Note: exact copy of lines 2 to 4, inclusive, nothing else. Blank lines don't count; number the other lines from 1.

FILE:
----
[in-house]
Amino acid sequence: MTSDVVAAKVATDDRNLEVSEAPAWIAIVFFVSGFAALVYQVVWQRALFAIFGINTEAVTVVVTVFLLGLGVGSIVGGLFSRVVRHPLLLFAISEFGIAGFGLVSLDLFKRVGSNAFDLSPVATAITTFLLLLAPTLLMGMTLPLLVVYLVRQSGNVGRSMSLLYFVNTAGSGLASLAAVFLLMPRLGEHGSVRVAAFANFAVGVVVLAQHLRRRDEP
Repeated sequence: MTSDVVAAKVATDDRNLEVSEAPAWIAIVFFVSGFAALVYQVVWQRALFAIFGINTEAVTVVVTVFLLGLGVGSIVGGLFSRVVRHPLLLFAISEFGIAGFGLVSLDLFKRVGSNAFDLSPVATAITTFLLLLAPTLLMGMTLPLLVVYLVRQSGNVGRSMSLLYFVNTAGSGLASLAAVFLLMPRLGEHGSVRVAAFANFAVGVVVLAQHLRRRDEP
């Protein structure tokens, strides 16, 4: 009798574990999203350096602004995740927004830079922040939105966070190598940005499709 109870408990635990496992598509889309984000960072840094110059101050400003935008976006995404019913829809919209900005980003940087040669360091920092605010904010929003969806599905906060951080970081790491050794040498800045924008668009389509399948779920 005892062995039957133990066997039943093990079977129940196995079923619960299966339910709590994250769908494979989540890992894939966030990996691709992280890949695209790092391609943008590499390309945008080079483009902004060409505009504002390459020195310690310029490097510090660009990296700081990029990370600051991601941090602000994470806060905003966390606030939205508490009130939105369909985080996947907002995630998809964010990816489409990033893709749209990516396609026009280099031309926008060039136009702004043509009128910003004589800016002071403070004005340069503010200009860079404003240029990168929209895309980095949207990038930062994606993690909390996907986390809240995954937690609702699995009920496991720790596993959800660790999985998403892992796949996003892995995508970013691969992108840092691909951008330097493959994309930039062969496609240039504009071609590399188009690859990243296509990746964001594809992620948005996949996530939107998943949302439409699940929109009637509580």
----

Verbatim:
Amino acid sequence: MTSDVVAAKVATDDRNLEVSEAPAWIAIVFFVSGFAALVYQVVWQRALFAIFGINTEAVTVVVTVFLLGLGVGSIVGGLFSRVVRHPLLLFAISEFGIAGFGLVSLDLFKRVGSNAFDLSPVATAITTFLLLLAPTLLMGMTLPLLVVYLVRQSGNVGRSMSLLYFVNTAGSGLASLAAVFLLMPRLGEHGSVRVAAFANFAVGVVVLAQHLRRRDEP
Repeated sequence: MTSDVVAAKVATDDRNLEVSEAPAWIAIVFFVSGFAALVYQVVWQRALFAIFGINTEAVTVVVTVFLLGLGVGSIVGGLFSRVVRHPLLLFAISEFGIAGFGLVSLDLFKRVGSNAFDLSPVATAITTFLLLLAPTLLMGMTLPLLVVYLVRQSGNVGRSMSLLYFVNTAGSGLASLAAVFLLMPRLGEHGSVRVAAFANFAVGVVVLAQHLRRRDEP
């Protein structure tokens, strides 16, 4: 009798574990999203350096602004995740927004830079922040939105966070190598940005499709 109870408990635990496992598509889309984000960072840094110059101050400003935008976006995404019913829809919209900005980003940087040669360091920092605010904010929003969806599905906060951080970081790491050794040498800045924008668009389509399948779920 005892062995039957133990066997039943093990079977129940196995079923619960299966339910709590994250769908494979989540890992894939966030990996691709992280890949695209790092391609943008590499390309945008080079483009902004060409505009504002390459020195310690310029490097510090660009990296700081990029990370600051991601941090602000994470806060905003966390606030939205508490009130939105369909985080996947907002995630998809964010990816489409990033893709749209990516396609026009280099031309926008060039136009702004043509009128910003004589800016002071403070004005340069503010200009860079404003240029990168929209895309980095949207990038930062994606993690909390996907986390809240995954937690609702699995009920496991720790596993959800660790999985998403892992796949996003892995995508970013691969992108840092691909951008330097493959994309930039062969496609240039504009071609590399188009690859990243296509990746964001594809992620948005996949996530939107998943949302439409699940929109009637509580």